September 23, 2014
Written by Barbara Bush, CEO and Co-Founder, Global Health Corps, and Brian Ssennoga, Global Health Corps Fellow
This post originally appeared on The Huffington Post here. Reposted with permission.
The past fifteen years have shown major improvements in ending the AIDS epidemic globally: the number of people newly infected by HIV has declined by 38 percent since 2001 and AIDS related deaths have fallen by 35 percent since 2005.
However, these promising statistics mean little for a woman in Uganda who has just passed on HIV to her newborn baby. Every year, roughly 1.5 million HIV positive women become pregnant and 90 percent of all HIV infections in infants and children are a result of mother-to-child transmission of the virus.
Thankfully, there are highly effective prevention of mother-to-child transmission (PMTCT) strategies that can reduce the likelihood of passing along the virus to a baby from 15-45 percent to less than 5 percent. Unfortunately, these advancements are not yet equitably shared around the world, with almost all new infections of HIV in infants and children occurring in sub-Saharan Africa.
Barbara Bush is CEO and co-founder of Global Health Corps (GHC), an organization that mobilizes a global community of young leaders to build the movement for health equity. Barbara co-founded GHC in 2009 in response to the health disparities she witnessed when traveling to East Africa during the launch of the President’s Emergency Plan for AIDS Relief (PEPFAR). With the support of partners like Johnson & Johnson, GHC has placed 450 young leaders in high-impact fellowships focused on health issues ranging from HIV/AIDS to diabetes to maternal and child health.
Barbara interviewed one of GHC’s alumni from Uganda, Brian Ssennoga, who spent the last year as a GHC fellow working to prevent mother-to-child transmission of HIV/AIDS. Brian is optimistic about an AIDS-free generation, but his first-hand experience showed him that this cannot be done without the investment of men in women’s maternal and reproductive health.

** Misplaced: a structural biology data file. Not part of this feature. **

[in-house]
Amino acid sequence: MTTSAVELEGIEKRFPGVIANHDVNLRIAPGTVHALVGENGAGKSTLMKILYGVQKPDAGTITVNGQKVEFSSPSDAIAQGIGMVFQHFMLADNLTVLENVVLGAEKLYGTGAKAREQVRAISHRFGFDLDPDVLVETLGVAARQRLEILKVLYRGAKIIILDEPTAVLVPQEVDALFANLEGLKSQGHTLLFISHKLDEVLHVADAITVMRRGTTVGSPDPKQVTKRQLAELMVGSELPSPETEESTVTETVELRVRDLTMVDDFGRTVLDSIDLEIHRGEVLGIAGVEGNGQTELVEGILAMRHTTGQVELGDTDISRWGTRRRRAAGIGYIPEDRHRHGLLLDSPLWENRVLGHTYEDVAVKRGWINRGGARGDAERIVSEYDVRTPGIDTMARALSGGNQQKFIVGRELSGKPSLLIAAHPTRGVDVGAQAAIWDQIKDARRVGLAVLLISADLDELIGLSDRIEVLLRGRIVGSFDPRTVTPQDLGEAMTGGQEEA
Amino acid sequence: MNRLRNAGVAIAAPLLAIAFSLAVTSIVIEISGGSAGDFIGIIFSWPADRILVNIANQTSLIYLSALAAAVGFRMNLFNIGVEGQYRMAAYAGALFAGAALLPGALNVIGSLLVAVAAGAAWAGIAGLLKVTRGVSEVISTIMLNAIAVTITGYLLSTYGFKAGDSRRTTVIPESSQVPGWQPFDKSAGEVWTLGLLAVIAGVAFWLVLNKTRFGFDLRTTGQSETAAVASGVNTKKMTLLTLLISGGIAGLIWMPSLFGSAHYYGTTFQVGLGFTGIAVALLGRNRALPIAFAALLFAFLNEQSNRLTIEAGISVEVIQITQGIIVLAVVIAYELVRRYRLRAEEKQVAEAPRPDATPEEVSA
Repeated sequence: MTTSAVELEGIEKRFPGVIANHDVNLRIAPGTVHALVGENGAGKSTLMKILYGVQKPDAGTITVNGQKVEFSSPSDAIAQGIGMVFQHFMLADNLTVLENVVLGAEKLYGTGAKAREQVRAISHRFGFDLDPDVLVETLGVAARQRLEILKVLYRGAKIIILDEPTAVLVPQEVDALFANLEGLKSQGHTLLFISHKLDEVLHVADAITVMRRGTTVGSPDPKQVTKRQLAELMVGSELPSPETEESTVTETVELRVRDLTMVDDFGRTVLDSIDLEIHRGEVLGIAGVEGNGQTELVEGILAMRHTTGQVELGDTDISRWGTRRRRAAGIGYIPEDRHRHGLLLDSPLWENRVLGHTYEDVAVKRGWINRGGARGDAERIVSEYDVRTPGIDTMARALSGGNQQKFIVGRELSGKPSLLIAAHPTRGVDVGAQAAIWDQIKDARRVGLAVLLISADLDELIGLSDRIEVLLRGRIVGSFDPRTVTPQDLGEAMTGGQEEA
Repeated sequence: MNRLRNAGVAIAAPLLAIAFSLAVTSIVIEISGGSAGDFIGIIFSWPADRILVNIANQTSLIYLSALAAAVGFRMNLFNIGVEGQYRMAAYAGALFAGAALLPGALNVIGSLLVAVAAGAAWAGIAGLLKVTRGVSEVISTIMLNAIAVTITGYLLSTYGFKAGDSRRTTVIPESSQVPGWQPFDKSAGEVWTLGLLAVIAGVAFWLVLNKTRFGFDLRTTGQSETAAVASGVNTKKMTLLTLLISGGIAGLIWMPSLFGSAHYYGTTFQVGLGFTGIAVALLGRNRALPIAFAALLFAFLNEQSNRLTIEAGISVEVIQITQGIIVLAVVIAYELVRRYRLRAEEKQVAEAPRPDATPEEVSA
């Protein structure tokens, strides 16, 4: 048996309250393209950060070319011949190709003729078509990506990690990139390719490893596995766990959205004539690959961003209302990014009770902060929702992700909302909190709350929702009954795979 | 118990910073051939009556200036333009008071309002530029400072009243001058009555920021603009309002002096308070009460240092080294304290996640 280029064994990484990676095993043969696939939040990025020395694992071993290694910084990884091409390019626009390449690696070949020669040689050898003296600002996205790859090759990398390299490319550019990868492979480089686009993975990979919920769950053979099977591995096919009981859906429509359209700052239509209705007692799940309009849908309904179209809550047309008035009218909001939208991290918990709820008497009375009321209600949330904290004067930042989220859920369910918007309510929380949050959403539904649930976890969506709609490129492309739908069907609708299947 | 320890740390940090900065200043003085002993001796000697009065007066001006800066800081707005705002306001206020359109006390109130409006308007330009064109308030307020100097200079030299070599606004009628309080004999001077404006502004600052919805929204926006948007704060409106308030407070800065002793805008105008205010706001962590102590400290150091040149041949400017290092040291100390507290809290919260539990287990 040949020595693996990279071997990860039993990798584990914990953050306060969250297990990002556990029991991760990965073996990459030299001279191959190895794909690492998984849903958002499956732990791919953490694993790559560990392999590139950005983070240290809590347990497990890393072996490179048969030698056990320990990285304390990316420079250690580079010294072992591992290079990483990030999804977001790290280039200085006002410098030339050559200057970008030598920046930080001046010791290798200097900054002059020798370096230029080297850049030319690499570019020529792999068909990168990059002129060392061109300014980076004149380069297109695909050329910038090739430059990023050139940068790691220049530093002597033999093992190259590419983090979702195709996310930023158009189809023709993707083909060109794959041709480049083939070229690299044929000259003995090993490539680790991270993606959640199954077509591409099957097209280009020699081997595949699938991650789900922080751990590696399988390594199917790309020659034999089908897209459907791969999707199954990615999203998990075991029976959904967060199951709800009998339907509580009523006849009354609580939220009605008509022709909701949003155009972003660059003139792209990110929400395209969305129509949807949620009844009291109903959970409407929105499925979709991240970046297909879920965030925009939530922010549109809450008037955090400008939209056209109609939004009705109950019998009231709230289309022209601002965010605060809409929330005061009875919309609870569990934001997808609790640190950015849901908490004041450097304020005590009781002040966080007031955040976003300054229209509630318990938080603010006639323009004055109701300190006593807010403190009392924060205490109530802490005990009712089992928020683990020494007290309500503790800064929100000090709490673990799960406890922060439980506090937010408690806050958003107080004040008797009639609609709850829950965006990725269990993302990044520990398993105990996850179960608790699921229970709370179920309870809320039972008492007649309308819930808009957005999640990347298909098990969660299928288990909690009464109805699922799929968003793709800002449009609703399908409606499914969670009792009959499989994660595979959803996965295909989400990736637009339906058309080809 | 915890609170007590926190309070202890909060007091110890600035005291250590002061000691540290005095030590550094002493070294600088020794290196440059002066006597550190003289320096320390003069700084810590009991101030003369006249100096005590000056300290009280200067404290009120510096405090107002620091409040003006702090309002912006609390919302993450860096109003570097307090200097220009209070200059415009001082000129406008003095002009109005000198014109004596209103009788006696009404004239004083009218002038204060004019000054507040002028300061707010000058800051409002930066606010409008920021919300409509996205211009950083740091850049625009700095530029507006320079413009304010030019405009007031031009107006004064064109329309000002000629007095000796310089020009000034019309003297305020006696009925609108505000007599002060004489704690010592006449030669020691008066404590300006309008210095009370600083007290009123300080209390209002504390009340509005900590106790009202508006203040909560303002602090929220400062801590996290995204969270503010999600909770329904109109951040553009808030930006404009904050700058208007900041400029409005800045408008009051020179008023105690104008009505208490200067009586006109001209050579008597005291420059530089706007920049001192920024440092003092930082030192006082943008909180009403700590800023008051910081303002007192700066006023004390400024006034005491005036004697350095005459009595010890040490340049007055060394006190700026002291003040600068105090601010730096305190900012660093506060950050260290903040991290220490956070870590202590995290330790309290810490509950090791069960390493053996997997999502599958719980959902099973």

BB: Brian, can you tell us a bit about the work you did as a GHC fellow in Uganda?
BS: I was placed at The Elizabeth Glaser Pediatric AIDS Foundation (EGPAF), whose mission is to eliminate pediatric HIV infections through research, programs, and advocacy and public policy. I was charged with sharing the stories of people affected by HIV; I saw the story of HIV transform, from one of a wasted victim on a hospital bed, to one of hope in which hundreds of babies are born free of HIV due to strategic interventions. One of the most important lessons for me was how a man’s involvement can play a significant role in helping prevent the transmission of HIV to infants and children.
BB: You’re right; male involvement in PMTCT is critical. What does this look like in Uganda?
BS: Correctly following PMTCT guidelines is essential for ensuring HIV-negative babies, but there are a number of challenges to doing so. For example, for the programs to work, pregnant women need to attend all four of their antenatal check-ups. Most women in remote villages in Uganda need financial support, permission from their male partners, and transportation to go to the health facilities for the check-ups. We are seeing a disturbing trend where decreasing numbers of mothers show up to each subsequent check-up; this needs to be reversed, and men should rise up to support their partners in this regard.
BB: In your experience, what does typical male involvement look like in Uganda?
BS: Unfortunately, men are often not included in the maternal and reproductive healthcare of their partners, either by their own choice or because providers in the community do not expect them to be involved. For example, a man might accompany his wife to a hospital in Kampala for an antenatal care visit, but he will likely spend hours in the reception area watching TV.
But this has to change – and it is changing. One exciting innovation we’ve seen is in Isingiro District, where a health facility has started to offer incentives to female clients who come with a male partner if they have one. In a month’s time, the rate of male attendance rose.
BB: How else can we engage men to ensure they are invested in the sexual and reproductive health of women and their babies?
BS: One solution I think we should pioneer is a “Men’s PMTCT Package” – a collection of services and activities geared towards men who support and escort their HIV-positive pregnant partners. Men who follow the program should be rewarded with incentives to encourage other men to follow suit.
We also need to disseminate this knowledge to the broader population. There are already efforts in place supported by UNICEF and EGPAF to engage leaders in south-western Uganda in this type of discussion. We need to get the conversation onto the street and into schools to target young men and ensure that the next generation is born HIV-free.